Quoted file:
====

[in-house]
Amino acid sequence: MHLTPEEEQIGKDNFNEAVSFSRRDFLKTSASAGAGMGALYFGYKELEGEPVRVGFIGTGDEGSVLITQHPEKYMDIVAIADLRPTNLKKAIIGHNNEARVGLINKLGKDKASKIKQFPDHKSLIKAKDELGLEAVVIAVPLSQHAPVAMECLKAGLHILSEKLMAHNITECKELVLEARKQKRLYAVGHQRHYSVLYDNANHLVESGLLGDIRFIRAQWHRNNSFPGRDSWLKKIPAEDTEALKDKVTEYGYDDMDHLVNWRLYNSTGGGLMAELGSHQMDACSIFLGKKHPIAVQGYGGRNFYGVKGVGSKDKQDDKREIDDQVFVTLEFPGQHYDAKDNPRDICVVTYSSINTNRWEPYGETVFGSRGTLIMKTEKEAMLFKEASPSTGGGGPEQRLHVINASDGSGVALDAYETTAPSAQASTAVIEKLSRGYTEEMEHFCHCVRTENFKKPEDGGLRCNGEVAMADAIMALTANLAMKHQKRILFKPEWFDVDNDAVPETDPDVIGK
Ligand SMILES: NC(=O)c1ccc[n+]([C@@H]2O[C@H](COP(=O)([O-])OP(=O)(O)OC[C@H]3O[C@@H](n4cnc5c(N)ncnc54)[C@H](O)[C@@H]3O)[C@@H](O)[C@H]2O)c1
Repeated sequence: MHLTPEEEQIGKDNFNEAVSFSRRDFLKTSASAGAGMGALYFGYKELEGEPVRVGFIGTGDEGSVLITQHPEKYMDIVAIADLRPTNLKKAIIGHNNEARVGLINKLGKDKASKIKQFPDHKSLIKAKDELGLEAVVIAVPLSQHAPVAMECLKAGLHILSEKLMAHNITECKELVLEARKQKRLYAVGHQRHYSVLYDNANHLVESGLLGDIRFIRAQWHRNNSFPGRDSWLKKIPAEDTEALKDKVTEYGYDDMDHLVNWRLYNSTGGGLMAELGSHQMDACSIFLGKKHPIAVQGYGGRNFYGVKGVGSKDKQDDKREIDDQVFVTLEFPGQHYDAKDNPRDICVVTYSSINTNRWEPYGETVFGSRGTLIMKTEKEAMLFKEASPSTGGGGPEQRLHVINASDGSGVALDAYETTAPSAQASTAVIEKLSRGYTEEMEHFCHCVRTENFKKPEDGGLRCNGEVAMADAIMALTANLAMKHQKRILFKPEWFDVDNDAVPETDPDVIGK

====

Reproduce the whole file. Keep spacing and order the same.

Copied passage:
[in-house]
Amino acid sequence: MHLTPEEEQIGKDNFNEAVSFSRRDFLKTSASAGAGMGALYFGYKELEGEPVRVGFIGTGDEGSVLITQHPEKYMDIVAIADLRPTNLKKAIIGHNNEARVGLINKLGKDKASKIKQFPDHKSLIKAKDELGLEAVVIAVPLSQHAPVAMECLKAGLHILSEKLMAHNITECKELVLEARKQKRLYAVGHQRHYSVLYDNANHLVESGLLGDIRFIRAQWHRNNSFPGRDSWLKKIPAEDTEALKDKVTEYGYDDMDHLVNWRLYNSTGGGLMAELGSHQMDACSIFLGKKHPIAVQGYGGRNFYGVKGVGSKDKQDDKREIDDQVFVTLEFPGQHYDAKDNPRDICVVTYSSINTNRWEPYGETVFGSRGTLIMKTEKEAMLFKEASPSTGGGGPEQRLHVINASDGSGVALDAYETTAPSAQASTAVIEKLSRGYTEEMEHFCHCVRTENFKKPEDGGLRCNGEVAMADAIMALTANLAMKHQKRILFKPEWFDVDNDAVPETDPDVIGK
Ligand SMILES: NC(=O)c1ccc[n+]([C@@H]2O[C@H](COP(=O)([O-])OP(=O)(O)OC[C@H]3O[C@@H](n4cnc5c(N)ncnc54)[C@H](O)[C@@H]3O)[C@@H](O)[C@H]2O)c1
Repeated sequence: MHLTPEEEQIGKDNFNEAVSFSRRDFLKTSASAGAGMGALYFGYKELEGEPVRVGFIGTGDEGSVLITQHPEKYMDIVAIADLRPTNLKKAIIGHNNEARVGLINKLGKDKASKIKQFPDHKSLIKAKDELGLEAVVIAVPLSQHAPVAMECLKAGLHILSEKLMAHNITECKELVLEARKQKRLYAVGHQRHYSVLYDNANHLVESGLLGDIRFIRAQWHRNNSFPGRDSWLKKIPAEDTEALKDKVTEYGYDDMDHLVNWRLYNSTGGGLMAELGSHQMDACSIFLGKKHPIAVQGYGGRNFYGVKGVGSKDKQDDKREIDDQVFVTLEFPGQHYDAKDNPRDICVVTYSSINTNRWEPYGETVFGSRGTLIMKTEKEAMLFKEASPSTGGGGPEQRLHVINASDGSGVALDAYETTAPSAQASTAVIEKLSRGYTEEMEHFCHCVRTENFKKPEDGGLRCNGEVAMADAIMALTANLAMKHQKRILFKPEWFDVDNDAVPETDPDVIGK